Electricity

Ken Autrey

 
BPR 49 | 2022

Just east of Pascagoula, The Gator Ranch sign
blares, “Take a Walk on the Wild Side,”
its red arrow pointing down a gravel track
off Highway 90, where a machine
with giant whirling blades has lopped off
branches of pine trees lining the shoulder,
limbs torn as though by some huge beast.
In the back seat, my granddaughter fidgets
for swamp life, and when I park
in front of the garish pink gift shop, I see
the spread is in fact more swamp than ranch.

We get tickets and stroll on the boardwalk
to inspect the snouted reptiles in a fenced,
algae-covered pond. I buy a bag
of food pellets. Wired, she tosses them
toward the mouths that surge
and snap when morsels pepper
the murky water. We board an airboat,
careen and swirl through the swamp,
slowing to see creatures crouched placid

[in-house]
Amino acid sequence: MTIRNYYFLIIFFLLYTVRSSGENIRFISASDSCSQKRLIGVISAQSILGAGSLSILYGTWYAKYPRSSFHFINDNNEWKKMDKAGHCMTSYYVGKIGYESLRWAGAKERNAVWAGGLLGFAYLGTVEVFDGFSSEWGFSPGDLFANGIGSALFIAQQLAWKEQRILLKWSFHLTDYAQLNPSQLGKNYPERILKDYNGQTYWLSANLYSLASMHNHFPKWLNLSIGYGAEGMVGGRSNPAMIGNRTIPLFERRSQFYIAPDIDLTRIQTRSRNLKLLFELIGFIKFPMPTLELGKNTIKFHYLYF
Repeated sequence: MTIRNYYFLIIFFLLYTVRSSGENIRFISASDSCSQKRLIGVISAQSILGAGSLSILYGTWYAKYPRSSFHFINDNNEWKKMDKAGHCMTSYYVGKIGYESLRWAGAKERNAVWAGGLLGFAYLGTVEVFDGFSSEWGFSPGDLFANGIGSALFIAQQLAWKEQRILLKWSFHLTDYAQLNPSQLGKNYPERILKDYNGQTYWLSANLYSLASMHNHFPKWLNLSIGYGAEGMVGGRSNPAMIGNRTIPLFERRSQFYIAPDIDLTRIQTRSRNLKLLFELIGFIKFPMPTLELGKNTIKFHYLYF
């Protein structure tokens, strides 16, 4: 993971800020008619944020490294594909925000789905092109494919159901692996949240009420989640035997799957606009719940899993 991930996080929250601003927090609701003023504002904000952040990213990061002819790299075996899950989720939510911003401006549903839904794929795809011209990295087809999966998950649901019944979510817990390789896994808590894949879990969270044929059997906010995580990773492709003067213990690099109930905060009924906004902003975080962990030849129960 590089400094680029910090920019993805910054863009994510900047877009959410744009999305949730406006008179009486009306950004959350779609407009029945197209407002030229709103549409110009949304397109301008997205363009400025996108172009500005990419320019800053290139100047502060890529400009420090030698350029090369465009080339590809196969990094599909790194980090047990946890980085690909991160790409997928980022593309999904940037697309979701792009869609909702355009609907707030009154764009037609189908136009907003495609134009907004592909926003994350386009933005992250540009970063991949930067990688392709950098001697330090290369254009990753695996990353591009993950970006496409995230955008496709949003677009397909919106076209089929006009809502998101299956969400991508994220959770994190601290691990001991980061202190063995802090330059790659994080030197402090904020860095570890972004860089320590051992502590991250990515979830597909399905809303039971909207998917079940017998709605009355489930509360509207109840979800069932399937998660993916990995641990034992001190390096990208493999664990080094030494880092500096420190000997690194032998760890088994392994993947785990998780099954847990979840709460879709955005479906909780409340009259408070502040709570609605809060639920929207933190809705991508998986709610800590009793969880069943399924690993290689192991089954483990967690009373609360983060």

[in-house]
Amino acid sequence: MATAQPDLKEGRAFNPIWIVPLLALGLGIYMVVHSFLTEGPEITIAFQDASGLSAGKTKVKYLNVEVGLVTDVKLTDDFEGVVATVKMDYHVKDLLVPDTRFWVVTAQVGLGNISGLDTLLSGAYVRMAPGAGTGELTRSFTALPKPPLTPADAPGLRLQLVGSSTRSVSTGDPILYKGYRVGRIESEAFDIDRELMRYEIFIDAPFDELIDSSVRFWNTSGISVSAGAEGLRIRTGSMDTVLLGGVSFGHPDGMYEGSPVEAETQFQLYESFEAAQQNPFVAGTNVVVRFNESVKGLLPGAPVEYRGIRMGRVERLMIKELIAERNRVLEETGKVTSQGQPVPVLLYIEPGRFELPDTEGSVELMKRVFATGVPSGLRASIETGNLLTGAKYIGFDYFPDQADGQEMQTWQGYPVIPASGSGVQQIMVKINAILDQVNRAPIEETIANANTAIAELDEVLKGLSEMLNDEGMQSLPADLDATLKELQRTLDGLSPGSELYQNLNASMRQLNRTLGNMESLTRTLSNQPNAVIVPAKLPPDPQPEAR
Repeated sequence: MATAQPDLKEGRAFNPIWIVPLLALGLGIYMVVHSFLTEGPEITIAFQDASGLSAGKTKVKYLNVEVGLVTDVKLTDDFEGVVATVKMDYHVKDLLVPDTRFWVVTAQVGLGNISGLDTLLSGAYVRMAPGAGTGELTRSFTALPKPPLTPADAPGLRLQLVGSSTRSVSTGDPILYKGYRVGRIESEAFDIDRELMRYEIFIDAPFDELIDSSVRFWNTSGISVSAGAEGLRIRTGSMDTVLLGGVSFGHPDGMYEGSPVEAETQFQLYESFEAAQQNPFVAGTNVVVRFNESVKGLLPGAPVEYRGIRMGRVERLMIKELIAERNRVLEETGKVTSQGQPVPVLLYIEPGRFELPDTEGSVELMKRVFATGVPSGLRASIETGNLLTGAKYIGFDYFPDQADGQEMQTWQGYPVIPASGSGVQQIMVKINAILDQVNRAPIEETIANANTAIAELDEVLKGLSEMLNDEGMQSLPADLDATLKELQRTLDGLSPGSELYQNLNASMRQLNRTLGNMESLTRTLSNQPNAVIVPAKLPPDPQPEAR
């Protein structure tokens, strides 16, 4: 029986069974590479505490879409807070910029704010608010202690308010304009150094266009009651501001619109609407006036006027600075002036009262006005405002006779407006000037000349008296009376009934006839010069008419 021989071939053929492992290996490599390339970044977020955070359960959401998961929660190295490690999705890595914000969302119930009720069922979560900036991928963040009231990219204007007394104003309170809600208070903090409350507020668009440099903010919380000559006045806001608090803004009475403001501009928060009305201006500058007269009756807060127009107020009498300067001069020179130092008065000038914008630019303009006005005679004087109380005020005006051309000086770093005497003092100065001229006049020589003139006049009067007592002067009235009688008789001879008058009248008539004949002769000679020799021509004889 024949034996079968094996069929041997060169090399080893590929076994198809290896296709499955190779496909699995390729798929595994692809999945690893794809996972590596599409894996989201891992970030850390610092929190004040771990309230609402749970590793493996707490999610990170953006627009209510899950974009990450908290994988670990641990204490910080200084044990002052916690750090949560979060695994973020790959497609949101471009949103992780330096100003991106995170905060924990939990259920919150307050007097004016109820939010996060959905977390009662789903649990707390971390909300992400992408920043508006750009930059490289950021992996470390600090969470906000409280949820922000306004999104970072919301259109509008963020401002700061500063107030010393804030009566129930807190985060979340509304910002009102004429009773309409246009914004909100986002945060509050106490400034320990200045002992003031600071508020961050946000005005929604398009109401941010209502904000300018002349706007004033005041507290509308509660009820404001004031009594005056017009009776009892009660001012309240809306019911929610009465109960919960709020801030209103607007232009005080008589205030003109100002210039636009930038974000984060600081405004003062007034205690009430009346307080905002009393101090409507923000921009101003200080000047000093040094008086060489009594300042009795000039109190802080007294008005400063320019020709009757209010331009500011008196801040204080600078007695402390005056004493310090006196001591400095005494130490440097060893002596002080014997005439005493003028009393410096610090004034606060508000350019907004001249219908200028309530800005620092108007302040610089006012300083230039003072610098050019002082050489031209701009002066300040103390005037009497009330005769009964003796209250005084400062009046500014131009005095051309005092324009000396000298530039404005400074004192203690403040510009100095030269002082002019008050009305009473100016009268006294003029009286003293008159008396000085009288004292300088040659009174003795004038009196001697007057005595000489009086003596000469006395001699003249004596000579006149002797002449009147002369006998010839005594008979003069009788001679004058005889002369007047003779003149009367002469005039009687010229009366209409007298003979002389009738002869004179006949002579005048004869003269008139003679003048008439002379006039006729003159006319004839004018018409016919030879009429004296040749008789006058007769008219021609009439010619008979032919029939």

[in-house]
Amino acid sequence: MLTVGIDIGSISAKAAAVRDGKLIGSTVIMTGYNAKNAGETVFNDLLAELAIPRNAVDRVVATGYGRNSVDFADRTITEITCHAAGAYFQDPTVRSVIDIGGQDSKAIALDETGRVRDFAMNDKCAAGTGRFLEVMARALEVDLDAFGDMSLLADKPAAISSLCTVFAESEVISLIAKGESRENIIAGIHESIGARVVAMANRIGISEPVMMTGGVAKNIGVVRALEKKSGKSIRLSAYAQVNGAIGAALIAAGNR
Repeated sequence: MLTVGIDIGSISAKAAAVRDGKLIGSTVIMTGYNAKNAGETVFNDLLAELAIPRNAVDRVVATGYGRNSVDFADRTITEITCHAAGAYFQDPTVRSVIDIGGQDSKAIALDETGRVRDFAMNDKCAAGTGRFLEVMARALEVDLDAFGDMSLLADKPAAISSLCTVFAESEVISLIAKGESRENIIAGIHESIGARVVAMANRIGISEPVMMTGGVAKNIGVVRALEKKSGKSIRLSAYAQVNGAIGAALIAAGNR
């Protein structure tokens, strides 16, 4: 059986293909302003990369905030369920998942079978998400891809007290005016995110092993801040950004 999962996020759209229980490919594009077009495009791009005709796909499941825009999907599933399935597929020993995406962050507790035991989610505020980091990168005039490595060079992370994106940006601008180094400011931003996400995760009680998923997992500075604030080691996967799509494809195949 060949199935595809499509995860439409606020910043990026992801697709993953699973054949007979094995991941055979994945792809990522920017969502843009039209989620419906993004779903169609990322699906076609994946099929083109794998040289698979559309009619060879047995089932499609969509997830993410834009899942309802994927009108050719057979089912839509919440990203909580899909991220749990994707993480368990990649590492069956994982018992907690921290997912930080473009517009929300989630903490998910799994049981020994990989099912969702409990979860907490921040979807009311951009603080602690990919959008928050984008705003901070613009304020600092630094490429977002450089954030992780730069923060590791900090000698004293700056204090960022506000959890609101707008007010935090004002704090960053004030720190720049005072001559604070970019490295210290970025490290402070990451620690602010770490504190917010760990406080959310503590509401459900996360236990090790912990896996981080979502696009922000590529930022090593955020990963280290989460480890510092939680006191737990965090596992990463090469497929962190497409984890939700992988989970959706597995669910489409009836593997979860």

in the gloom of palmettos. The driver
jolts them into action with marshmallows.

Later, a man hands my granddaughter
a baby gator, jaws bound
with a rubber band, tail ticking
back and forth. In the shop we find
t-shirts, stuffed animals, plastic snakes,
shot glasses, postcards, and in one corner,
an electric chair, relic from the old prison,
arm and leg straps hanging like tongues
from timeworn wood. I stop her
just as she veers over to sit in it,
hold her close, and feel her shudder
as we choose ice cream bars
from the humming freezer by the door.